2 Can you afford it?
Do your homework before you start looking for a property so that you are clear what you can afford. It’s also a good idea to consider taking some financial advice to ensure that you understand and use any available tax/savings advantages.
Remember that you’ll also be responsible for maintaining your property and making sure it is safe for a tenant to live in. For example, if the sink needs replacing, that’s probably at your expense and not your tenant’s.
You also need to consider that you may not always receive regular rental income. For example, your tenant might not pay on time meaning you must follow a procedure and incur expense to recover what’s due (it’s against the law to pester /harass a tenant) or there may be a period of time when the property is empty (between tenants).
If you have a mortgage, take into account that general changes in interest rates and/or the end of any fixed term deal could mean an increase in what you have to pay.
Do your calculations carefully – this is not a time for guesswork. Ideally, have a “slush fund” (equivalent to at least 6 months rental income) available for unforeseen repairs and lack of rental income, incase your property is left empty in between tenants.
3 Investment “yield”
Buy to let property is generally a longer term investment but any investment should “yield” a profit. For example, if you buy a property for £150,000 and your annual rental income is £7,500; your yield is 5%.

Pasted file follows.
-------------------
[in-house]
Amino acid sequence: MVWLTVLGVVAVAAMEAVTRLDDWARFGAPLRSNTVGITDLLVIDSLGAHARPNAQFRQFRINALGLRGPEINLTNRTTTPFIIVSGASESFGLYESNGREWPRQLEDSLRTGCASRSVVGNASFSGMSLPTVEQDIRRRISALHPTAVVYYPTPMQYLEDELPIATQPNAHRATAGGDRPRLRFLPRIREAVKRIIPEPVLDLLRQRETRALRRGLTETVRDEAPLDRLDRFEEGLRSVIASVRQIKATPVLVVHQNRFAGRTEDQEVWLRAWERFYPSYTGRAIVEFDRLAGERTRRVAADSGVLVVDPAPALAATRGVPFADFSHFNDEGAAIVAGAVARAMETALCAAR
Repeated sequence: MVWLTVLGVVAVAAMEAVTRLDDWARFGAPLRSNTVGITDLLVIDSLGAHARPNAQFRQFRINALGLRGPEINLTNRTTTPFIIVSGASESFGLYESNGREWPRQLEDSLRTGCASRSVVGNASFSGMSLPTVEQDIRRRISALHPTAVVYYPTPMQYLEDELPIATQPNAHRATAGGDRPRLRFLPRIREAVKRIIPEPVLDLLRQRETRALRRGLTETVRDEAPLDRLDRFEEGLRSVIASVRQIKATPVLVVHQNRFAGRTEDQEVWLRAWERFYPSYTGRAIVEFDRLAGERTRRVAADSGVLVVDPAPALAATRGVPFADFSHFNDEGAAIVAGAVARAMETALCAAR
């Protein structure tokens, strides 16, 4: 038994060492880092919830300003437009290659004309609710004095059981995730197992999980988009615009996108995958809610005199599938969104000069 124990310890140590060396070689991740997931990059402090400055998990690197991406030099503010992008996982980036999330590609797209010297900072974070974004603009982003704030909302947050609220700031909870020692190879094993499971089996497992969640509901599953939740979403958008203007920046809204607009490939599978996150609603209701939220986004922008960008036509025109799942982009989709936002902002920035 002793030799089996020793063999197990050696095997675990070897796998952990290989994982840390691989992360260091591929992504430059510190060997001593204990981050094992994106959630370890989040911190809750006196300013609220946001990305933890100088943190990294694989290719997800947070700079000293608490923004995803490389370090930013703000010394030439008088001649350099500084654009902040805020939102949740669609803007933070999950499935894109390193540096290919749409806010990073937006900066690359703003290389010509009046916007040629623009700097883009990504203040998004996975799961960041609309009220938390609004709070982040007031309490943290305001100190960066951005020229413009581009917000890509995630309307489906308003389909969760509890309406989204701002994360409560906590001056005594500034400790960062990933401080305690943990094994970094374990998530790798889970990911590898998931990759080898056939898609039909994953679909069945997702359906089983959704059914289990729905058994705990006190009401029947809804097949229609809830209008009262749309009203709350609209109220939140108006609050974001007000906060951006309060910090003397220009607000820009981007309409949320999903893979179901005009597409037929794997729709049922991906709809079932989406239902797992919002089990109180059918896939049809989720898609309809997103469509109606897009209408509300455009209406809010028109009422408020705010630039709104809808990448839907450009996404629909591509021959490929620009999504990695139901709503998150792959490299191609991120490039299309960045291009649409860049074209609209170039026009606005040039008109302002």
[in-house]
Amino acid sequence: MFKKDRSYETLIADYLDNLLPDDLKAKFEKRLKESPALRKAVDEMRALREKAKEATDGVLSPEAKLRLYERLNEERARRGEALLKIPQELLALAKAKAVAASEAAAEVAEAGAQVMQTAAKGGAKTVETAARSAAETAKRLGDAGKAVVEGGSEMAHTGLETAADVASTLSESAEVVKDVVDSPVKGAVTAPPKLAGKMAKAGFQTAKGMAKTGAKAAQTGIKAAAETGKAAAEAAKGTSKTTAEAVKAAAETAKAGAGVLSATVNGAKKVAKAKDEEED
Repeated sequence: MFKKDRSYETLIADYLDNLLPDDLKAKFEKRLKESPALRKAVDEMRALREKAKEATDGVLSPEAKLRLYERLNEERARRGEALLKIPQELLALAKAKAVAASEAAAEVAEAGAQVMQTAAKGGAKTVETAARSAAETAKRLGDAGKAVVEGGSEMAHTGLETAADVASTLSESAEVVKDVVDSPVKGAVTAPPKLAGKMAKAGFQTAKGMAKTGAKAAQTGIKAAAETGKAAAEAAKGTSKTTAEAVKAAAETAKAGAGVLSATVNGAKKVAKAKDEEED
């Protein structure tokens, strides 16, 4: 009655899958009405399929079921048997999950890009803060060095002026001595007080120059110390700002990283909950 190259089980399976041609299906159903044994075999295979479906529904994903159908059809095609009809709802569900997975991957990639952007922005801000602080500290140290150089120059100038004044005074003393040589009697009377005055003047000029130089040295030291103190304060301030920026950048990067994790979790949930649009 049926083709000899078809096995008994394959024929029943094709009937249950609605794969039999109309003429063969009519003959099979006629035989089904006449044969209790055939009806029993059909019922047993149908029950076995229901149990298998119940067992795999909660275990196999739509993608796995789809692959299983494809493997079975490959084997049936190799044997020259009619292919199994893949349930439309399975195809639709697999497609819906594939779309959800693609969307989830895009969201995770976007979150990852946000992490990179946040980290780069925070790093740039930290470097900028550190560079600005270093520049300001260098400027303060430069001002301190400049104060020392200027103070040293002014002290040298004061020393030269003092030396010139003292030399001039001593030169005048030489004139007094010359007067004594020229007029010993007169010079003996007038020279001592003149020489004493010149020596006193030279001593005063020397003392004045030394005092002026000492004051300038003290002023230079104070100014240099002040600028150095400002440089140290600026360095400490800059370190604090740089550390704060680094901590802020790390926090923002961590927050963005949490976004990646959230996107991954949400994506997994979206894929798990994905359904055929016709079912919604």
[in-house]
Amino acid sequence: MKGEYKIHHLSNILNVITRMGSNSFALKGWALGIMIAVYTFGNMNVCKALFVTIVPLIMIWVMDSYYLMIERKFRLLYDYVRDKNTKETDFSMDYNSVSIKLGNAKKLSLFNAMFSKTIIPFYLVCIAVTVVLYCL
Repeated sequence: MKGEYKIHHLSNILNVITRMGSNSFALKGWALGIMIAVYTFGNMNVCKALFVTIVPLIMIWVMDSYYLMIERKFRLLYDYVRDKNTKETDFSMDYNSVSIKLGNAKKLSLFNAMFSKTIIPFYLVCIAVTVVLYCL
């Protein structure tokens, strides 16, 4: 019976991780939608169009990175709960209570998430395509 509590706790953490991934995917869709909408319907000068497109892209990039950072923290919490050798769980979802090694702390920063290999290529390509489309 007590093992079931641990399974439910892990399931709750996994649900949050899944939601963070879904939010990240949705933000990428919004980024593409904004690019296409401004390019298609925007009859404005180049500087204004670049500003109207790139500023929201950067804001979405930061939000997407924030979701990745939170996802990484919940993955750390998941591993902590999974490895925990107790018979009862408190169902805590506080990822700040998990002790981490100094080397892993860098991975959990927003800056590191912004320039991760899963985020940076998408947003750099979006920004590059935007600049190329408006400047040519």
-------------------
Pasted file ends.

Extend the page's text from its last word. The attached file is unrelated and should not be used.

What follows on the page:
You will also want to consider any costs, like advertising the property is available for rent, or if you decide to use an estate agent to manage the property. Also remember to factor in the original costs, like Stamp Duty.
If you are planning on being a landlord directly, without a property management company, then it is worth considering the value of your time as well. Whether that’s finding tenants, dealing with paperwork or arranging for a replacement boiler.
Like any investment, property prices and rental incomes can go up and down. Providing tenants with a good “service” will mean that they want to stay put which, in turn, means a more regular rental income because you don’t have to keep finding new tenants.
4 Consider your potential property
Some elements of the buying process are the same when acquiring a buy-to-let property, but some of those questions you need to ask are slightly more specific.
You need to consider:
- exactly who owns it
- whether there are or have been any issues with the property
- exactly what will be included in the sale (fittings and contents)
- what warranties, guarantees and safety certificates the property and its’ contents have and if these are transferrable to you